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CME Group Bitcoin Futures Hit $1.3 Billion Amid Parabolic Advance

Bitcoin’s intense price gains have sparked frenzied activity for CME’s product, which set a previous high last month.

CME Group reported record volume for its bitcoin (BTC) futures on May 13 as the cryptocurrency’s surprise bull market continued.

CME, which together with the Chicago Board Options Exchange (CBOE) became the first provider of bitcoin futures to the market in December 2017, saw an all-time record of 33,700 contracts on Monday.

That figure represented an equivalent 168,000 BTC ($1.35 billion) — an almost 50% rise versus the previous high of 22,500 contracts and 112,700 BTC (currently $909.2 million) on April 4.

At the time, CME had warned over a 17% net income drop for Q1 2019 despite the brisk bitcoin activity.

Bitcoin’s most recent seven-week bull run began to gather speed on April 1: on Tuesday, the largest cryptocurrency set a yearly high of $8,335.

Bitcoin’s own trading volumes similarly set separate daily records, with two days of back-to-back historic highs occurring this week.

CME, meanwhile, has called for increased regulatory participation in cryptocurrency, arguing that involvement of authorities is essential if the phenomenon is to be a success.

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ErisX’s Spot Market: More Institutional Participation and Regulatory Oversight Coming to Crypto?

ErisX’s spot market could increase institutional participation — as well as regulatory oversight.

United States-based cryptocurrency exchange ErisX recently announced the public launch of its spot market trading, a move that takes the company a step closer to its goal of being a one-stop shop for the trading of spot and futures contracts in a regulated environment.

Per the information on its product page, ErisX will support dollar trading pair with bitcoin, bitcoin cash, ether and litecoin — in addition to bitcoin trading pairs with the other three cryptocurrencies.

What’s ErisX’s plan in the crypto space?

Since 2017, ErisX has been building a trusted market infrastructure to support the institutional adoption of cryptocurrency.

The Chicago-based company wants to make it possible for players in the capital market to have access to digital assets in the same way — and perhaps at the same venue — that they access traditional financial products like securities. Just before the end of April, there were reports that TD Ameritrade, which has some 11 million retail clients, has been testing ErisX’s crypto exchange and could soon offer crypto trading on its platform, where clients already trade traditional financial products.

Beyond crypto spot market, which is what most existing crypto exchanges offer and is also what ErisX’s spot trading is about, ErisX plans to launch a derivatives exchange once the U.S. Commodity Futures Trading Commission (CFTC) approves its application to operate both a derivatives exchange and a clearing house.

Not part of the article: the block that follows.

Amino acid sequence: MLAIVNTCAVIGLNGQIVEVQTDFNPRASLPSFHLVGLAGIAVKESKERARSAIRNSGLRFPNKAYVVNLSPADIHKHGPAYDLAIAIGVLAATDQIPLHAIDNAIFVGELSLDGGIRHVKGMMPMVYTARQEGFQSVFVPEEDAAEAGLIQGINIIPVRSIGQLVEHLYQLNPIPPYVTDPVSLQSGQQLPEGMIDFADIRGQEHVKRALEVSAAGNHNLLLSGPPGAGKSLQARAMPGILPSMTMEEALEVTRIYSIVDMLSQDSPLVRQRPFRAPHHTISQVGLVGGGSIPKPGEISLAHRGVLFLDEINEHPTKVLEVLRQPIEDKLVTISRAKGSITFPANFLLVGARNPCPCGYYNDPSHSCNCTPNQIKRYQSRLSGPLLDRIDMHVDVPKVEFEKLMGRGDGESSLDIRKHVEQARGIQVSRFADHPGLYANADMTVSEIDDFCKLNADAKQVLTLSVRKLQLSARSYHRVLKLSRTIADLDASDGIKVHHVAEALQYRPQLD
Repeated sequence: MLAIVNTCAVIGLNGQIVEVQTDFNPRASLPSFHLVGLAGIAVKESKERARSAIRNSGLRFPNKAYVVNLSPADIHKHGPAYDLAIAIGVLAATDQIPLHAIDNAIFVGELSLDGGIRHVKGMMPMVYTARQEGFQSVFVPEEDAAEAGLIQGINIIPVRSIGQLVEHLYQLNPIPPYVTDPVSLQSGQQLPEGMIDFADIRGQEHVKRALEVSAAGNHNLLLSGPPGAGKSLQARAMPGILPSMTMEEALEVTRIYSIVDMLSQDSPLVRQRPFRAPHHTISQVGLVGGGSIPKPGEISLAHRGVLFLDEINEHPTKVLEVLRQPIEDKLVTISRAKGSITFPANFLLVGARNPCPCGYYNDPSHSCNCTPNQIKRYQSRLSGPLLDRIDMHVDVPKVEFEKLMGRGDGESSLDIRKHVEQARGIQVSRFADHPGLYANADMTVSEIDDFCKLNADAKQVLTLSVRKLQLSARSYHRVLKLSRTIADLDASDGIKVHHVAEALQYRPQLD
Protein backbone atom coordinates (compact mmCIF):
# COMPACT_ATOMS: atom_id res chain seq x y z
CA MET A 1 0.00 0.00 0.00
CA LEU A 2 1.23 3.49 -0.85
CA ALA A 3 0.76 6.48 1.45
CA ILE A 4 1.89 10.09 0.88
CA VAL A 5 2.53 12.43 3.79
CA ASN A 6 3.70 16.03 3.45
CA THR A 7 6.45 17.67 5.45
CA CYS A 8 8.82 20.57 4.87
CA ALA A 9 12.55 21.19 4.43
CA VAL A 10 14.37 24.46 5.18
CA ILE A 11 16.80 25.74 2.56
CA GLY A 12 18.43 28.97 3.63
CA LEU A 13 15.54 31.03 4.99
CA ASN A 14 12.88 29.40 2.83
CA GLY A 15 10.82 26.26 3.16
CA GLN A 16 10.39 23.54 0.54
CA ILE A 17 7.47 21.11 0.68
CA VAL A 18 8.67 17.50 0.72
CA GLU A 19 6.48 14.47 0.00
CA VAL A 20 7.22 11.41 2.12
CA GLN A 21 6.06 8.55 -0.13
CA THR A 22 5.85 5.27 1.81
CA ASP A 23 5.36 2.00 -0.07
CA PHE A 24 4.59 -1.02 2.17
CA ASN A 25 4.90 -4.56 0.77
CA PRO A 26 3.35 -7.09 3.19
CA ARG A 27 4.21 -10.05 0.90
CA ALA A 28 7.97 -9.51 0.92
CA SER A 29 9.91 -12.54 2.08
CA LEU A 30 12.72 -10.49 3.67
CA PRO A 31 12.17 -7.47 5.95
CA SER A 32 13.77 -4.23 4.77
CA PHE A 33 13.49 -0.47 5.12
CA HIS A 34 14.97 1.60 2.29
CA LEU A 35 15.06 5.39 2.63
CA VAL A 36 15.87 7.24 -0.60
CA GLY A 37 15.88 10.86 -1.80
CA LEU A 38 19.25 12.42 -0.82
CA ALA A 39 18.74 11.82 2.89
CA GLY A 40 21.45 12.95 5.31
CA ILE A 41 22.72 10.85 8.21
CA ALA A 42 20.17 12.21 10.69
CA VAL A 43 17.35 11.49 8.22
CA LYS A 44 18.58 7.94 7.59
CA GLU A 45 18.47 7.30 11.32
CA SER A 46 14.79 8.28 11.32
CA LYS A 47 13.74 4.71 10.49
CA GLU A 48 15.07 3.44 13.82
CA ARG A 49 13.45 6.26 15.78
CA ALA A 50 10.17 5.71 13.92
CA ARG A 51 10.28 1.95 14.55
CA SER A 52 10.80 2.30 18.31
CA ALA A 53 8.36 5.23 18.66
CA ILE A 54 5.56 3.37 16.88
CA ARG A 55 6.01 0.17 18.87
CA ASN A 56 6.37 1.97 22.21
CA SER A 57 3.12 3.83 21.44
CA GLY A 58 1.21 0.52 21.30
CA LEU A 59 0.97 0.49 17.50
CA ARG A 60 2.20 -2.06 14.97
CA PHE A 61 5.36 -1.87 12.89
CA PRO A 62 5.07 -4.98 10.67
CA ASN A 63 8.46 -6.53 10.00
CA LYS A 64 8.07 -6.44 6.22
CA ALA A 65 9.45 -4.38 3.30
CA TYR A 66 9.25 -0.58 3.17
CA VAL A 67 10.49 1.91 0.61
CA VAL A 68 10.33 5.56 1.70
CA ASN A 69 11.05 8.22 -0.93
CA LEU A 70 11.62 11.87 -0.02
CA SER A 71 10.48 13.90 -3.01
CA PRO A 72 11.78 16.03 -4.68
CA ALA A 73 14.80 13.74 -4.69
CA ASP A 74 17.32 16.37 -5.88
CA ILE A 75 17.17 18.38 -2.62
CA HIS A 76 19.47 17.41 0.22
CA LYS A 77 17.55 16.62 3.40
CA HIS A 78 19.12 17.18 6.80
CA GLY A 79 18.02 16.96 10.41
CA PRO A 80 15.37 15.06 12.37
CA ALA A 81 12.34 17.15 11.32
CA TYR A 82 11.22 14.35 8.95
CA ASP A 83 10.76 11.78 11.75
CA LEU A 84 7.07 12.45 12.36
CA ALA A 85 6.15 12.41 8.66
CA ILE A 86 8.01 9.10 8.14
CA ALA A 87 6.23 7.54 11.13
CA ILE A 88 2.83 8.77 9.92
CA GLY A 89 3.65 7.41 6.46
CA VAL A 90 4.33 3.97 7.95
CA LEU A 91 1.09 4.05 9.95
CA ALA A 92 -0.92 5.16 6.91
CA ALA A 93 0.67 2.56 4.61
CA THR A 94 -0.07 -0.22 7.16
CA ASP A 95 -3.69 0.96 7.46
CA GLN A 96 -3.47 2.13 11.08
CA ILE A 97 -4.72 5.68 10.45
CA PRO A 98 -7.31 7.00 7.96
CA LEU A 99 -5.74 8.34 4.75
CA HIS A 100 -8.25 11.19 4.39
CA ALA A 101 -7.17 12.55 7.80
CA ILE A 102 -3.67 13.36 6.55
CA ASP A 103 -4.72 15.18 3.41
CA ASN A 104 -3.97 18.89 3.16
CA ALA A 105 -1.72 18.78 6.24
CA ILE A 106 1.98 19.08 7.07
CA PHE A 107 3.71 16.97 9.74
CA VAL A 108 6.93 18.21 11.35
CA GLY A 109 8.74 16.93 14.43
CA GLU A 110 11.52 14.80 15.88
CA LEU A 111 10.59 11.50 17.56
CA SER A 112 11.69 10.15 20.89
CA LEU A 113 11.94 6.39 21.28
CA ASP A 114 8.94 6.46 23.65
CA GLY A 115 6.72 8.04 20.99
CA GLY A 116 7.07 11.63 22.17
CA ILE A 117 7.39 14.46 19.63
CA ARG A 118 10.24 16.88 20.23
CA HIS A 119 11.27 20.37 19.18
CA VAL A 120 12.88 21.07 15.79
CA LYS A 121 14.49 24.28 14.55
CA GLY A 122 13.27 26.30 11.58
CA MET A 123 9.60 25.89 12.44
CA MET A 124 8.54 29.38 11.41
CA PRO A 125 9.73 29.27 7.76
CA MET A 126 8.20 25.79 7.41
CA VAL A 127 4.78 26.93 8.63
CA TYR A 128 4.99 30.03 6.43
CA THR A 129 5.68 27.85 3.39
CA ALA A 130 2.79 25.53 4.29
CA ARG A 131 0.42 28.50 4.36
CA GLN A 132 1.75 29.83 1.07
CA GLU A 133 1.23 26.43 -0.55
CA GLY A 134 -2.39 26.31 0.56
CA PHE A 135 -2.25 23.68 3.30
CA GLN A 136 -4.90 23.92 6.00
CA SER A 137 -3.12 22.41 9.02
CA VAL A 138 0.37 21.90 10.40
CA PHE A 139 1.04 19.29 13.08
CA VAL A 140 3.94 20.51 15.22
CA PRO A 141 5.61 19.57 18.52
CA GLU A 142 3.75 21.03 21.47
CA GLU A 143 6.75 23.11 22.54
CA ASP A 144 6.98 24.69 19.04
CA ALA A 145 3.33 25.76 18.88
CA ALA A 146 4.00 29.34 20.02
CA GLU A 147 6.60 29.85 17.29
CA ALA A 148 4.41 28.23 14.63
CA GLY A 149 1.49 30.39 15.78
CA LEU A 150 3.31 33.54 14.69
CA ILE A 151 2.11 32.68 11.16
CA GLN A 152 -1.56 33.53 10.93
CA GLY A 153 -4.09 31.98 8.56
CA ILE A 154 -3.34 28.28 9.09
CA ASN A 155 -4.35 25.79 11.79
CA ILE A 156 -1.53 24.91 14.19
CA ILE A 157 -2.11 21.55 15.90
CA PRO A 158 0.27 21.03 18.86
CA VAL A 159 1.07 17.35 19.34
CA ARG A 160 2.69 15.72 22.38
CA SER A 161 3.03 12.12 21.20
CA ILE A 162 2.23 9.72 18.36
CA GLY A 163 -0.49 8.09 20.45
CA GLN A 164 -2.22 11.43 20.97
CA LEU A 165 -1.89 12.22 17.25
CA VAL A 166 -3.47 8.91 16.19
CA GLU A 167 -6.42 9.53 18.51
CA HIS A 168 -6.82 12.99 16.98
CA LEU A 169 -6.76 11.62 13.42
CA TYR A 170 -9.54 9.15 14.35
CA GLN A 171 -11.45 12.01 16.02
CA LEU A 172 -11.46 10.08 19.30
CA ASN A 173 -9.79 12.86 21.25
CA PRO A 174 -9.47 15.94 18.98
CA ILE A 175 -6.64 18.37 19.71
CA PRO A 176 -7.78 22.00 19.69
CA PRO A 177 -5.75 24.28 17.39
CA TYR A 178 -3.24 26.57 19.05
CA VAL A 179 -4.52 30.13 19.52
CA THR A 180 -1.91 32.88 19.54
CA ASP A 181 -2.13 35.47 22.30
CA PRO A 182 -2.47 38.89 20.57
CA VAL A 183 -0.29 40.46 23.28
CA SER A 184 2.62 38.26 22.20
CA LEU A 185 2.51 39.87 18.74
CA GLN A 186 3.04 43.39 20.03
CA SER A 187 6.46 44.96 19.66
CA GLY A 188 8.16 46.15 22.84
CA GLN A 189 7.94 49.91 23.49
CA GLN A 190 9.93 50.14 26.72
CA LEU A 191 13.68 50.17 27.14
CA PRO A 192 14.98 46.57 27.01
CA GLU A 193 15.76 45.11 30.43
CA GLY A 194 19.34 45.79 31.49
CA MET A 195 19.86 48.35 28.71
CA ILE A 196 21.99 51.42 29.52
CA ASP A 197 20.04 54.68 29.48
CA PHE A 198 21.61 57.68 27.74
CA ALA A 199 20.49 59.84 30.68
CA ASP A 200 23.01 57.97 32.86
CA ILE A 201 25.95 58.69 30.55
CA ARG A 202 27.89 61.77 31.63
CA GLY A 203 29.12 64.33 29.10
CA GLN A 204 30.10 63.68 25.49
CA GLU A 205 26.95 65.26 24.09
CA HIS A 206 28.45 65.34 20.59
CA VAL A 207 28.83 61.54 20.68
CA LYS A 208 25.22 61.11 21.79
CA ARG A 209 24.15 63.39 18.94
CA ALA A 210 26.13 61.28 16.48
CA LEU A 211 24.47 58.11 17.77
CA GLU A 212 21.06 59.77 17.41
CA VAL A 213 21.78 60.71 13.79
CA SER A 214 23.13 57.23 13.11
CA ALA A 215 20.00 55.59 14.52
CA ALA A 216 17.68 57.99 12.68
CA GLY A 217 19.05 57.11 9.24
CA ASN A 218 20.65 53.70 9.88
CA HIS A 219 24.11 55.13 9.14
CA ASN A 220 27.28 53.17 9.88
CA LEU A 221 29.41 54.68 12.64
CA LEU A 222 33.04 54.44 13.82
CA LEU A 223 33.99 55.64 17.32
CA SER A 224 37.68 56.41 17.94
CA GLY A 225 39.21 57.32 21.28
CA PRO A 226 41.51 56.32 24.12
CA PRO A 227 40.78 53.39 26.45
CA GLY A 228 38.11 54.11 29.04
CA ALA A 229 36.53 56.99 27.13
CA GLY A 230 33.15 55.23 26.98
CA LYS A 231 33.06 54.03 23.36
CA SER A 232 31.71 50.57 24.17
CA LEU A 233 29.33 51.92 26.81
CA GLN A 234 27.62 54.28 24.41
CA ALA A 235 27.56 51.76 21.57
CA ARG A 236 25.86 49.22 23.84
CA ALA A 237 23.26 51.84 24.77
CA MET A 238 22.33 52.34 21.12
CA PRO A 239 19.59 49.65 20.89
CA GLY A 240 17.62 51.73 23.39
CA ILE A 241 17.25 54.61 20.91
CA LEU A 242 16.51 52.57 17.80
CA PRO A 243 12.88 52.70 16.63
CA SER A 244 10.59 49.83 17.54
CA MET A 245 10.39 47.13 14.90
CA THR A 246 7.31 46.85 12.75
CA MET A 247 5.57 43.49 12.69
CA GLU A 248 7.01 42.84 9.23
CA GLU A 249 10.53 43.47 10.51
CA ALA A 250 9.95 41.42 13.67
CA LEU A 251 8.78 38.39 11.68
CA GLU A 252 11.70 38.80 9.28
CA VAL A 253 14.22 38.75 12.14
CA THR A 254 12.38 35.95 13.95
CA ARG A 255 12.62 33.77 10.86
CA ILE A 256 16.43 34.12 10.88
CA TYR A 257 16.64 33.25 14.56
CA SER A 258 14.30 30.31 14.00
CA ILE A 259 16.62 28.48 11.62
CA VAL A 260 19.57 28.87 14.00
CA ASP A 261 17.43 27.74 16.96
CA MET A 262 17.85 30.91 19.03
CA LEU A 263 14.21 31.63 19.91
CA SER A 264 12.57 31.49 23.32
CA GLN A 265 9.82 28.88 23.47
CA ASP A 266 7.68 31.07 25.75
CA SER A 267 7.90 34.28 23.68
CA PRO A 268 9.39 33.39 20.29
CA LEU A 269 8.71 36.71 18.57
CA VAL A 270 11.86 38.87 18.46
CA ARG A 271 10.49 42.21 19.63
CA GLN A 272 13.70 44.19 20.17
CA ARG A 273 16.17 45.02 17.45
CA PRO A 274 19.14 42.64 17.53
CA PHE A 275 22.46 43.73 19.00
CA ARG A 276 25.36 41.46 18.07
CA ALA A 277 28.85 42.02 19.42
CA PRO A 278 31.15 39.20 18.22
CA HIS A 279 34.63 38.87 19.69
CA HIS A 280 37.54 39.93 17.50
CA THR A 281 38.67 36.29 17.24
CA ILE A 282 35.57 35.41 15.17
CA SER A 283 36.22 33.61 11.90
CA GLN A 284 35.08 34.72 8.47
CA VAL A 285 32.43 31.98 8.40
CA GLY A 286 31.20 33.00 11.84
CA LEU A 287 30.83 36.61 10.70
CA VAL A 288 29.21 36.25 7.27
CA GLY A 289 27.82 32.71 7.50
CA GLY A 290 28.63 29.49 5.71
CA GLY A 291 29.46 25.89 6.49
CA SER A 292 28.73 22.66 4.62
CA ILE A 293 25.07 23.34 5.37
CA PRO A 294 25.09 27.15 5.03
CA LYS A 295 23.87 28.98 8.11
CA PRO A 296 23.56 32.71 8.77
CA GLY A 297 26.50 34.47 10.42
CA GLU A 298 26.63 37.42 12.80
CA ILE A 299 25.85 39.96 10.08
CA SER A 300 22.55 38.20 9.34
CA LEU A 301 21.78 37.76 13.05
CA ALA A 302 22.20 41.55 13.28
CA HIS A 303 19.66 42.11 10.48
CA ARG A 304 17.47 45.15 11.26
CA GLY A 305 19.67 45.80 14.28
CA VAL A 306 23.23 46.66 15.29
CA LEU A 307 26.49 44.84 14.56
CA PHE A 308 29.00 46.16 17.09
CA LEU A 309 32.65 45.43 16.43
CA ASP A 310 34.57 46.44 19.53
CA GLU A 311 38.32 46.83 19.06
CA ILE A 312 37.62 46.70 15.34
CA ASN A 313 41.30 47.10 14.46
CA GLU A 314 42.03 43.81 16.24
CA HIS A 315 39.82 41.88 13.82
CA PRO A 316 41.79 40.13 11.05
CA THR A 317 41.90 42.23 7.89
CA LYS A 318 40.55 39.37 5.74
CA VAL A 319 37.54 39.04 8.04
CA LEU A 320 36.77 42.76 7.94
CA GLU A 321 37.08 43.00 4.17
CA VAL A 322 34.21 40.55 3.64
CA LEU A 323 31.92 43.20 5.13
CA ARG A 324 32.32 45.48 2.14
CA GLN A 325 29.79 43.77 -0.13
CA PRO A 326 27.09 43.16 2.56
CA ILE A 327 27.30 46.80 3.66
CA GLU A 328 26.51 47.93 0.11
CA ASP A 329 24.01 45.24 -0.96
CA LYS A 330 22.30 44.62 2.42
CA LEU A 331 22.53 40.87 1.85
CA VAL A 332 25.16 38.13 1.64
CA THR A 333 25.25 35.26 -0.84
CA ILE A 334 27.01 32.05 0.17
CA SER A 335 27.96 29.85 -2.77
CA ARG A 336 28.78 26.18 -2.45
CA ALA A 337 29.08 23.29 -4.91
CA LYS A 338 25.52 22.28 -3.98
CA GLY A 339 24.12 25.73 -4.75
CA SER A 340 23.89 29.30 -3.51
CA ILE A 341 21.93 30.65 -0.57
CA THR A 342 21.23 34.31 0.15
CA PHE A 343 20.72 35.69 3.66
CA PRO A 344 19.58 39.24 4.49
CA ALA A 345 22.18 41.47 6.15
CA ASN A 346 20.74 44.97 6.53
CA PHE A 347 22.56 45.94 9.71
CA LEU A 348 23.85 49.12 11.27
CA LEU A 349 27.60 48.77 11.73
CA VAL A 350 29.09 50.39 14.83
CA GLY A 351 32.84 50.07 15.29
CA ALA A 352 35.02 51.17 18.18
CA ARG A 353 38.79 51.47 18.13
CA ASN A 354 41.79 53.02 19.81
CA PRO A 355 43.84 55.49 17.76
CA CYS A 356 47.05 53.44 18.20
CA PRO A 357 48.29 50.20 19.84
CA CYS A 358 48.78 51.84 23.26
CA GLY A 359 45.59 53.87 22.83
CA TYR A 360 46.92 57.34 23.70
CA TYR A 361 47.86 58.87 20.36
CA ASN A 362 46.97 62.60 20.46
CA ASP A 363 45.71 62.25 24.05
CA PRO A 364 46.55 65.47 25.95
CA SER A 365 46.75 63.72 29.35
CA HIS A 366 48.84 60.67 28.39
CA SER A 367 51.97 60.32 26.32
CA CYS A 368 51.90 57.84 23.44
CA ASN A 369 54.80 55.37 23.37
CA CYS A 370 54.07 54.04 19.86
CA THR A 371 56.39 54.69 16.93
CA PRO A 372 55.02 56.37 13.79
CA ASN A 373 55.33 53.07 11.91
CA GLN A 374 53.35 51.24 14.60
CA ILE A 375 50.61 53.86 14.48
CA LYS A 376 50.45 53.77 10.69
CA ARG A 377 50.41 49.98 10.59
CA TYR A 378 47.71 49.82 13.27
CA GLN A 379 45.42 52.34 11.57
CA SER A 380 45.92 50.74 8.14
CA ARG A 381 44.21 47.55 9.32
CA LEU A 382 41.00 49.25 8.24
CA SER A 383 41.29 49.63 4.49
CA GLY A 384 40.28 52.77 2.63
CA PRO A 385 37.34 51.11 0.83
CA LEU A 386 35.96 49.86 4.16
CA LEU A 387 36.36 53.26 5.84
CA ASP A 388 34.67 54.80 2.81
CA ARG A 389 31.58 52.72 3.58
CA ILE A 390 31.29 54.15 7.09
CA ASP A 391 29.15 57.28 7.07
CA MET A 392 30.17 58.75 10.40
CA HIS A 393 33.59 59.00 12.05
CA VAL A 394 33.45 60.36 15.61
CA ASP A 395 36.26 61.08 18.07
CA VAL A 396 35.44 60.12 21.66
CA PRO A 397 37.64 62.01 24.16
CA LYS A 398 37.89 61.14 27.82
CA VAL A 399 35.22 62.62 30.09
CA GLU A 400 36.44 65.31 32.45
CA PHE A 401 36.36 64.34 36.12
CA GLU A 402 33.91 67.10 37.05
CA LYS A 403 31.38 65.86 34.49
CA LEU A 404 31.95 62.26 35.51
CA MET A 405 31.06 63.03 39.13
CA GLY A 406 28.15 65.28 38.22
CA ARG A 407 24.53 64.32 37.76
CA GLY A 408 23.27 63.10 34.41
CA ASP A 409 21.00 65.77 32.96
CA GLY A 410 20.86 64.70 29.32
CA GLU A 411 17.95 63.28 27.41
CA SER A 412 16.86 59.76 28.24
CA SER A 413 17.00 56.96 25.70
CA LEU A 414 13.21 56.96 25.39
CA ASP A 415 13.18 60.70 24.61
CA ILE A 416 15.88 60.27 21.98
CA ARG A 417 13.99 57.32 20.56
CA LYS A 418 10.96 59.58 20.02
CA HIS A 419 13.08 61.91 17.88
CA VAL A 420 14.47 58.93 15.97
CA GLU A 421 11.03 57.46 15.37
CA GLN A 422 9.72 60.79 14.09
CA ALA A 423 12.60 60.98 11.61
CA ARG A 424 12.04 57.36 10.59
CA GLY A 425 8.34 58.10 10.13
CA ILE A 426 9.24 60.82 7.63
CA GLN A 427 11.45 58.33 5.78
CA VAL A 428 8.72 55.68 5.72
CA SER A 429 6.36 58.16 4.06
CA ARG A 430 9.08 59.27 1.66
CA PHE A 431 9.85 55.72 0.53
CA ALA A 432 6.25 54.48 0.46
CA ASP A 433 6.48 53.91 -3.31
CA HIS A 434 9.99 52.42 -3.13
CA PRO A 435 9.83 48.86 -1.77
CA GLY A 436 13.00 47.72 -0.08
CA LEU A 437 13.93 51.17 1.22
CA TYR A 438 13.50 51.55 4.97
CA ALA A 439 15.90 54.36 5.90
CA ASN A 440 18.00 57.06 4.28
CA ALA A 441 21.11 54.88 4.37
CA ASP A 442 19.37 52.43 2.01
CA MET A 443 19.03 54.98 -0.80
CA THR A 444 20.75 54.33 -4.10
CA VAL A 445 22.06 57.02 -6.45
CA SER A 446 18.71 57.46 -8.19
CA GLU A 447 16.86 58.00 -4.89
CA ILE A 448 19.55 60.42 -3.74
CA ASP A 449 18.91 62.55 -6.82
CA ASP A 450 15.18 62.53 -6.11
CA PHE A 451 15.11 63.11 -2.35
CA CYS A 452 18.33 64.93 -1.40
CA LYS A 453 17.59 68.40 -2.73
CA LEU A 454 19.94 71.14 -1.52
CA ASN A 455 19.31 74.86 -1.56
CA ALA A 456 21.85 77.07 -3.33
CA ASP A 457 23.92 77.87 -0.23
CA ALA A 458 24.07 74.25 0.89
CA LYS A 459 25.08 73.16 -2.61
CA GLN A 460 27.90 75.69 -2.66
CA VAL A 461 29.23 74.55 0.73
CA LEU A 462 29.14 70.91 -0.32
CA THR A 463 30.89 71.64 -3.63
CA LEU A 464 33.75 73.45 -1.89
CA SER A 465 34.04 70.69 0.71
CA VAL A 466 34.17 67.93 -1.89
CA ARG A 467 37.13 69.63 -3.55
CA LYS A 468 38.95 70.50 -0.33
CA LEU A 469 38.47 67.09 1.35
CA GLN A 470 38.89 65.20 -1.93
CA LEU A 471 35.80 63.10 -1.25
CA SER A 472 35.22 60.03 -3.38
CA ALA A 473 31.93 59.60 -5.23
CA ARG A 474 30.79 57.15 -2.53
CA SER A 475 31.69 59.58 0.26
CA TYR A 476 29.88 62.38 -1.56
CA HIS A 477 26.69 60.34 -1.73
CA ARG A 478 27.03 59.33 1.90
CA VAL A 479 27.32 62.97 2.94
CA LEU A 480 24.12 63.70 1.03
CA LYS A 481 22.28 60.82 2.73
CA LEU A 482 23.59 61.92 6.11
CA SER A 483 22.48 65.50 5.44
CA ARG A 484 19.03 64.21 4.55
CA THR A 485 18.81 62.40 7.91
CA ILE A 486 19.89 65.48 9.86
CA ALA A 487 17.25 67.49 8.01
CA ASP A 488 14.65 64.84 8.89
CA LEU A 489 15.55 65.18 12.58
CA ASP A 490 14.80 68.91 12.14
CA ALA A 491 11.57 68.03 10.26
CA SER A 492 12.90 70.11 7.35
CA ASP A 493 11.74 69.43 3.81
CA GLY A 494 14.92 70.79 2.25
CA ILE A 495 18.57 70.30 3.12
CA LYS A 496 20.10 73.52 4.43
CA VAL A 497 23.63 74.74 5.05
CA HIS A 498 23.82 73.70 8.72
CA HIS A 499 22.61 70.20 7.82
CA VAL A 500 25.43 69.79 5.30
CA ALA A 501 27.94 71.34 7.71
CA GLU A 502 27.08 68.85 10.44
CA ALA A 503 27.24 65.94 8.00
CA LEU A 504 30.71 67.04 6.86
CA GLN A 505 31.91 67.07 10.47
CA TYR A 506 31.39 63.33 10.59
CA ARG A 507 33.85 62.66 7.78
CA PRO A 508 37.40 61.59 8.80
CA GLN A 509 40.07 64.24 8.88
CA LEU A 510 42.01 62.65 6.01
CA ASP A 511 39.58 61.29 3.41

As a quick refresher, a spot market is a trading venue — digital or otherwise — where financial instruments such as securities, commodities and currencies are traded for on-the-spot delivery. Delivery means the exchange of cash for the financial instrument in question. Therefore, a crypto spot market would be any venue, such as exchanges, where you can instantly trade cryptocurrencies.

How will the ErisX platform work?

Trading on the ErisX spot market will work pretty much like existing exchanges like Coinbase. Users will need to go through Know Your Customer (KYC), Anti-Money Laundering (AML) and Combating the Financing of Terrorism (CFT) compliance checks before they’re able to use ErisX’s platform. Traditional brokerage firms already do this when onboarding users that trade through brokerage platforms and may not have to repeat the process.

Like other U.S.-based crypto exchanges, ErisX has licenses that make it possible for it to support the trading of a USD/crypto pair.

Why is ErisX attracting institutional investors?

Following the closing of the third round of Series B funding, which the company announced alongside the launch of its spot market exchange, ErisX has now raised a total of $47.5 million from 22 investors, according to business information platform Crunchbase.

These investors — which include TD Ameritrade, DRW Holdings, CBOE, TradeStation and Nasdaq, just to name a few — are interested in ErisX for a few reasons, all of which sum up to the fact that they see promise in how the crypto exchange is building a robust, transparent, integrated and regulatory-compliant market infrastructure in the crypto space.

TradeStation, an American online securities and futures brokerage company, invested in ErisX because it believes ErisX is bridging the gap between the traditional and crypto market. John Bartleman, president of TradeStation Group, in a press release, said:

“TradeStation is actively working to help bridge the gap between traditional markets and crypto markets. Our investment in ErisX supports further advances in the crypto market structure and will help bring more established players into the space. Supporting firms like ErisX, that understand regulation and markets, benefits the crypto ecosystem.”